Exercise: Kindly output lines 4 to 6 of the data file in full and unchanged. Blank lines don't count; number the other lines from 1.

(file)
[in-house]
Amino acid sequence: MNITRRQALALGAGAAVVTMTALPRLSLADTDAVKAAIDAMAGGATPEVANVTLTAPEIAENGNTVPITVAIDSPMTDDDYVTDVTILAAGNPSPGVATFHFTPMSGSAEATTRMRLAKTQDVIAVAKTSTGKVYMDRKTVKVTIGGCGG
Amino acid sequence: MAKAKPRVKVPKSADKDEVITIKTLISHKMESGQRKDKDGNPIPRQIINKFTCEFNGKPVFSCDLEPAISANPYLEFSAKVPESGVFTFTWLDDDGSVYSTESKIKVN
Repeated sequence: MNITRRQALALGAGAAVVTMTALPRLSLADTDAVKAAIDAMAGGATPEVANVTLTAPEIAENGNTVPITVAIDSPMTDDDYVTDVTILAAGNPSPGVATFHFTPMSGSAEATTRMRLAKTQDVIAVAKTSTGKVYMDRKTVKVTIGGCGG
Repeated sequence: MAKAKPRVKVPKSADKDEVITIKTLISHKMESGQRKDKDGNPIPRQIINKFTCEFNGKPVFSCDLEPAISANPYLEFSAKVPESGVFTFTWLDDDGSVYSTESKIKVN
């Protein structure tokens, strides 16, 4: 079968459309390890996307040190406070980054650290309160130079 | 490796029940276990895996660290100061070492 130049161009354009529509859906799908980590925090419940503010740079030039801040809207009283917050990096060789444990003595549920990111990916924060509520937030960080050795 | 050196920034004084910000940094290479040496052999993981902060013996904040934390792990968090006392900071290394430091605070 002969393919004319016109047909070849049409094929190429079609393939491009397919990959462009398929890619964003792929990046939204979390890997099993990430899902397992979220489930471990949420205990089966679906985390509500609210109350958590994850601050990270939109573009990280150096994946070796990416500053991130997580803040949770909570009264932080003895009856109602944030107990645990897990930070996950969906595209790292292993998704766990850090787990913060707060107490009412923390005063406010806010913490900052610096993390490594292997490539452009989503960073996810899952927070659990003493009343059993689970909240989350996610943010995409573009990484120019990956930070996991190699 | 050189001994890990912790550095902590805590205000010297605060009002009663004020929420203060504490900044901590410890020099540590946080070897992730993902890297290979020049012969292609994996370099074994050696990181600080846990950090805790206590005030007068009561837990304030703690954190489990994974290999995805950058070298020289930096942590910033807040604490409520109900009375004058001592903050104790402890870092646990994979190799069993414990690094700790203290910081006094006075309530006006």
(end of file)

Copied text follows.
Repeated sequence: MNITRRQALALGAGAAVVTMTALPRLSLADTDAVKAAIDAMAGGATPEVANVTLTAPEIAENGNTVPITVAIDSPMTDDDYVTDVTILAAGNPSPGVATFHFTPMSGSAEATTRMRLAKTQDVIAVAKTSTGKVYMDRKTVKVTIGGCGG
Repeated sequence: MAKAKPRVKVPKSADKDEVITIKTLISHKMESGQRKDKDGNPIPRQIINKFTCEFNGKPVFSCDLEPAISANPYLEFSAKVPESGVFTFTWLDDDGSVYSTESKIKVN
């Protein structure tokens, strides 16, 4: 079968459309390890996307040190406070980054650290309160130079 | 490796029940276990895996660290100061070492 130049161009354009529509859906799908980590925090419940503010740079030039801040809207009283917050990096060789444990003595549920990111990916924060509520937030960080050795 | 050196920034004084910000940094290479040496052999993981902060013996904040934390792990968090006392900071290394430091605070 002969393919004319016109047909070849049409094929190429079609393939491009397919990959462009398929890619964003792929990046939204979390890997099993990430899902397992979220489930471990949420205990089966679906985390509500609210109350958590994850601050990270939109573009990280150096994946070796990416500053991130997580803040949770909570009264932080003895009856109602944030107990645990897990930070996950969906595209790292292993998704766990850090787990913060707060107490009412923390005063406010806010913490900052610096993390490594292997490539452009989503960073996810899952927070659990003493009343059993689970909240989350996610943010995409573009990484120019990956930070996991190699 | 050189001994890990912790550095902590805590205000010297605060009002009663004020929420203060504490900044901590410890020099540590946080070897992730993902890297290979020049012969292609994996370099074994050696990181600080846990950090805790206590005030007068009561837990304030703690954190489990994974290999995805950058070298020289930096942590910033807040604490409520109900009375004058001592903050104790402890870092646990994979190799069993414990690094700790203290910081006094006075309530006006």